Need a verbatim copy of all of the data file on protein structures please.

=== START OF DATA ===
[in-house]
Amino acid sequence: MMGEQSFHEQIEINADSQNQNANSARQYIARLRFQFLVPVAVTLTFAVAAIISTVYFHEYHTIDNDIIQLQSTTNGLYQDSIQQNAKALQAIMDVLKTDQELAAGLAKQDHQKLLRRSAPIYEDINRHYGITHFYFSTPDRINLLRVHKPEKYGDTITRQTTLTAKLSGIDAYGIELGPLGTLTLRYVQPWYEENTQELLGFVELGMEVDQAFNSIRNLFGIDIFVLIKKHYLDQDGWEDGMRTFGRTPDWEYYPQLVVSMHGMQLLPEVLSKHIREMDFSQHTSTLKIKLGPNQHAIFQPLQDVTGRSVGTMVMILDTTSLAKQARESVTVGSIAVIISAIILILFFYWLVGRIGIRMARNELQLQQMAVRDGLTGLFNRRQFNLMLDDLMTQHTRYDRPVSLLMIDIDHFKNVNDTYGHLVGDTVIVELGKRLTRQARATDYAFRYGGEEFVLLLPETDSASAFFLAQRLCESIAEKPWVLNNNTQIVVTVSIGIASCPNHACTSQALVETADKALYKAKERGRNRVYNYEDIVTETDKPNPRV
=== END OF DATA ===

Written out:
[in-house]
Amino acid sequence: MMGEQSFHEQIEINADSQNQNANSARQYIARLRFQFLVPVAVTLTFAVAAIISTVYFHEYHTIDNDIIQLQSTTNGLYQDSIQQNAKALQAIMDVLKTDQELAAGLAKQDHQKLLRRSAPIYEDINRHYGITHFYFSTPDRINLLRVHKPEKYGDTITRQTTLTAKLSGIDAYGIELGPLGTLTLRYVQPWYEENTQELLGFVELGMEVDQAFNSIRNLFGIDIFVLIKKHYLDQDGWEDGMRTFGRTPDWEYYPQLVVSMHGMQLLPEVLSKHIREMDFSQHTSTLKIKLGPNQHAIFQPLQDVTGRSVGTMVMILDTTSLAKQARESVTVGSIAVIISAIILILFFYWLVGRIGIRMARNELQLQQMAVRDGLTGLFNRRQFNLMLDDLMTQHTRYDRPVSLLMIDIDHFKNVNDTYGHLVGDTVIVELGKRLTRQARATDYAFRYGGEEFVLLLPETDSASAFFLAQRLCESIAEKPWVLNNNTQIVVTVSIGIASCPNHACTSQALVETADKALYKAKERGRNRVYNYEDIVTETDKPNPRV